In both these wars the Americans had enormous and obvious advantages, in terrain, in allies and in men; nevertheless, they fought, in the main, very badly, and from the first shot to the last a majority of them stood in favor of making peace on almost any terms.

The Mexican and Spanish Wars I pass over as perhaps too obscenely ungallant to be discussed at all; of the former, U. S. Grant, who fought in it, said that it was “the most unjust war ever waged by a stronger against a weaker nation.”

Who remembers that, during the Spanish War, the whole Atlantic Coast trembled in fear of the Spaniards’ feeble fleet that all New England had hysterics every time a strange coal-barge was sighted on the sky-line, that the safe-deposit boxes of Boston were emptied and their contents transferred to Worcester, and that the Navy had to organize a patrol to save the coast towns from depopulation?

Perhaps those Reds, atheists and pro-Germans remember it who also remember that during World War I the entire country went wild with fear of an enemy who, without the aid of divine intervention, obviously could not strike it a blow at all – and that the great moral victory was gained at last with the assistance of twenty-one allies and at odds of eight to one.

But the American Civil War remains?

Does it, in-deed?

The almost unanimous opinion of the North, in 1861, was that it would be over after a few small battles; the first soldiers were actually enlisted for but three months.

When, later on, it turned unexpectedly into a severe struggle, recruits had to be driven to the front by force, and the only Northerners remaining in favor of going on were Abraham Lincoln, a few ambitious generals and the profiteers.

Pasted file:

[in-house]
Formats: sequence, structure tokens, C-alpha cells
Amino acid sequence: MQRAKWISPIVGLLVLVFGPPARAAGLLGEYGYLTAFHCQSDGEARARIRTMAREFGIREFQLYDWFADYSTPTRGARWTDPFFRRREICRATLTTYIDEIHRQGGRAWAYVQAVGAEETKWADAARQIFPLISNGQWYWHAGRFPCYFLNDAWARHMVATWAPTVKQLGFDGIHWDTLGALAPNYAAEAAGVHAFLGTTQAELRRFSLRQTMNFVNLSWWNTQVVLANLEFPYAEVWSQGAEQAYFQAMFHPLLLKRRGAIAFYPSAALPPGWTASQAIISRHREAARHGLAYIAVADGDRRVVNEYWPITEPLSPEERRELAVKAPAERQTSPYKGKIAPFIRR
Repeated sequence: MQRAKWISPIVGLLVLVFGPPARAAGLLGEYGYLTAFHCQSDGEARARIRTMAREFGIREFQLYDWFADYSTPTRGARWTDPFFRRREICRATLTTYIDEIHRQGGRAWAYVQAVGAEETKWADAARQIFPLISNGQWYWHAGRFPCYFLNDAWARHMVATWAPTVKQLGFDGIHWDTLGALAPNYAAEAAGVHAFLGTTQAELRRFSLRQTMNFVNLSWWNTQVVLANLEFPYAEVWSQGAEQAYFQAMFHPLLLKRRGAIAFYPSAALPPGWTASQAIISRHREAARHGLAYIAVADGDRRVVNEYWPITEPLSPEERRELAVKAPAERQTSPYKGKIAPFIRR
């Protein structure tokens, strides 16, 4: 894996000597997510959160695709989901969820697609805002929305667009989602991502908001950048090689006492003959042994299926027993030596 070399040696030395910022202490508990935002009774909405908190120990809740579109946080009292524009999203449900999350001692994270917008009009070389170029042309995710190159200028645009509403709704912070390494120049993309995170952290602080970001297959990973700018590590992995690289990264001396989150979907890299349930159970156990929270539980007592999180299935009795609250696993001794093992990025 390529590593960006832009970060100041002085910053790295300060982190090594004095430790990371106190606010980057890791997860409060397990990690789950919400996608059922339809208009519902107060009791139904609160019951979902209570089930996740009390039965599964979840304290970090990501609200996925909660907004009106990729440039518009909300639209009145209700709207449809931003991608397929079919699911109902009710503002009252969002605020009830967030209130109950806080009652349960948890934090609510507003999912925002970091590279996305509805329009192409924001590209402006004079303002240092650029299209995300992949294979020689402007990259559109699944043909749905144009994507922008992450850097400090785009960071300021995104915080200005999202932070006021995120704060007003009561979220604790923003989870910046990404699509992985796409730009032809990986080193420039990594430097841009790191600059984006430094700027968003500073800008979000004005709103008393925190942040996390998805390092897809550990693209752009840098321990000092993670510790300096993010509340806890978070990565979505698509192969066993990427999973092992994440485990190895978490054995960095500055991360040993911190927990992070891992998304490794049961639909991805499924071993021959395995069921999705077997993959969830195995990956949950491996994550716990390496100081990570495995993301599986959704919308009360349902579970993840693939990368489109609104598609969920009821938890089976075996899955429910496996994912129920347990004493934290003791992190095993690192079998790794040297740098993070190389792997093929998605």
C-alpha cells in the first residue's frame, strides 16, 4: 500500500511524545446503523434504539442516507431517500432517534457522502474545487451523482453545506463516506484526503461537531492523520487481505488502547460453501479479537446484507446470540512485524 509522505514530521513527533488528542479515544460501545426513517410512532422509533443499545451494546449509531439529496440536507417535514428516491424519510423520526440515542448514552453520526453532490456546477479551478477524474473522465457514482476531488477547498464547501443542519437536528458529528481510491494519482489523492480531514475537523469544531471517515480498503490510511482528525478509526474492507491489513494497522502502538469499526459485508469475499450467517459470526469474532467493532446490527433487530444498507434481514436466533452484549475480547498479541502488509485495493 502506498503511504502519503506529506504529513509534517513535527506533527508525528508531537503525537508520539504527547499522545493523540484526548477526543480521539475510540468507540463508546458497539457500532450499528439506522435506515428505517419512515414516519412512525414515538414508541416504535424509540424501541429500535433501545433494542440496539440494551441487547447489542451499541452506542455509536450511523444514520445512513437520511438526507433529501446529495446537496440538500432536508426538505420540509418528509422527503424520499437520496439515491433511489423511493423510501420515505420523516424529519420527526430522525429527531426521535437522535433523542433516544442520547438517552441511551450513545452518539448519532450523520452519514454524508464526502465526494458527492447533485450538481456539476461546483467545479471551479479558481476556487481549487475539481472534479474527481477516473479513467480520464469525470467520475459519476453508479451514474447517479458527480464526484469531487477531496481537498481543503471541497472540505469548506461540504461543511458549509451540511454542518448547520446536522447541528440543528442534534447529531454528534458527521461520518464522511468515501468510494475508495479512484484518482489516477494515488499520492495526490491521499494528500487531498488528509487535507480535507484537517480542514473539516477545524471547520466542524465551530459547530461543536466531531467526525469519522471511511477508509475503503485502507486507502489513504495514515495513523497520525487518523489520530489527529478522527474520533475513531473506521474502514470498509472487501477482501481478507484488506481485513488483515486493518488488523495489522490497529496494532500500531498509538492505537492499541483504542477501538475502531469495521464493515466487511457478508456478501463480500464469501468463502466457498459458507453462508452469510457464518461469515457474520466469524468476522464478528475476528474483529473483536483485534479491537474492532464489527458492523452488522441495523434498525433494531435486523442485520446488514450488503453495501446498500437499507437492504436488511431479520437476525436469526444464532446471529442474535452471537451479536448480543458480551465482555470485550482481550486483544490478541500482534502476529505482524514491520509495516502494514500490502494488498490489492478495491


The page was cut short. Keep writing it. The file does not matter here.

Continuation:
I turn to Dr. Eliot again.

“In the closing year of the war,” he says, “large portions of the Democratic party in the North and of the Republican party, advocated surrender to the Confederacy, so downhearted were they.”

Downhearted at odds of three to one!

The South was plainly more gallant, but even the gallantry of the South was largely illusory.

The Confederate leaders, when the war began, adopted at once the traditional Anglo-Saxon device of seeking allies.

They tried and expected to get the aid of England, and they actually came very near succeeding.

When hopes in that direction began to fade (i.e., when England concluded that tackling the North would be dangerous), the common people of the Confederacy threw up the sponge, and so the catastrophe, when it came at last, was mainly internal.

The South failed to bring the quaking North to a standstill because, to borrow a phrase that Dr. Eliot uses in another connection, it “experienced a moral collapse of unprecedented depth and duration.”

The folks at home failed to support the troops in the field, and the troops in the field began to desert.

Even so early as Shiloh, indeed, many Confederate regiments were already refusing to fight.

This reluctance for desperate chances and hard odds, so obvious in the military record of the English-speaking nations, is also conspicuous in times of peace.

What a man of another and superior stock almost always notices, living among so-called Anglo-Saxons, is
(a) their incapacity for prevailing in fair rivalry, either in trade, in the fine arts or in what is called learning – in brief their general incompetence, and
(b) their invariable effort to make up for this incapacity by putting some inequitable burden upon their rivals, usually by force.

The Frenchman, I believe, is the worst of chauvinists, but once he admits a foreigner to his country he at least treats that foreigner fairly, and does not try to penalize him absurdly for his mere foreignness.